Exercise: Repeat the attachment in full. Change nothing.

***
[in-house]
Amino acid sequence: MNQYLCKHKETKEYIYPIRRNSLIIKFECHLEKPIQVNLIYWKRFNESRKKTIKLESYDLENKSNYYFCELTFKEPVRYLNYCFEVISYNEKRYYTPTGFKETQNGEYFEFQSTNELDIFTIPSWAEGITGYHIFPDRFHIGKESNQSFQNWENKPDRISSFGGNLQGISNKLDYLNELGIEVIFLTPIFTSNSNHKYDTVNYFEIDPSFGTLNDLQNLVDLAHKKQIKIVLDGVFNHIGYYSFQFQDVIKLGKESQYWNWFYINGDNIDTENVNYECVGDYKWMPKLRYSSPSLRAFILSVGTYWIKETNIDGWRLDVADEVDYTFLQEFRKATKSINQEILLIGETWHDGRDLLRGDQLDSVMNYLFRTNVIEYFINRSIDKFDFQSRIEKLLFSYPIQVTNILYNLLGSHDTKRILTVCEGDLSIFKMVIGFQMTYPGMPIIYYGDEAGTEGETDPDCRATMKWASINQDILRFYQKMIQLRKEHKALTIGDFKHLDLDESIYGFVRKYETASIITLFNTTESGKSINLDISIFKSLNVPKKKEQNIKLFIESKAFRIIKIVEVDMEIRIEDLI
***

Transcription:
[in-house]
Amino acid sequence: MNQYLCKHKETKEYIYPIRRNSLIIKFECHLEKPIQVNLIYWKRFNESRKKTIKLESYDLENKSNYYFCELTFKEPVRYLNYCFEVISYNEKRYYTPTGFKETQNGEYFEFQSTNELDIFTIPSWAEGITGYHIFPDRFHIGKESNQSFQNWENKPDRISSFGGNLQGISNKLDYLNELGIEVIFLTPIFTSNSNHKYDTVNYFEIDPSFGTLNDLQNLVDLAHKKQIKIVLDGVFNHIGYYSFQFQDVIKLGKESQYWNWFYINGDNIDTENVNYECVGDYKWMPKLRYSSPSLRAFILSVGTYWIKETNIDGWRLDVADEVDYTFLQEFRKATKSINQEILLIGETWHDGRDLLRGDQLDSVMNYLFRTNVIEYFINRSIDKFDFQSRIEKLLFSYPIQVTNILYNLLGSHDTKRILTVCEGDLSIFKMVIGFQMTYPGMPIIYYGDEAGTEGETDPDCRATMKWASINQDILRFYQKMIQLRKEHKALTIGDFKHLDLDESIYGFVRKYETASIITLFNTTESGKSINLDISIFKSLNVPKKKEQNIKLFIESKAFRIIKIVEVDMEIRIEDLI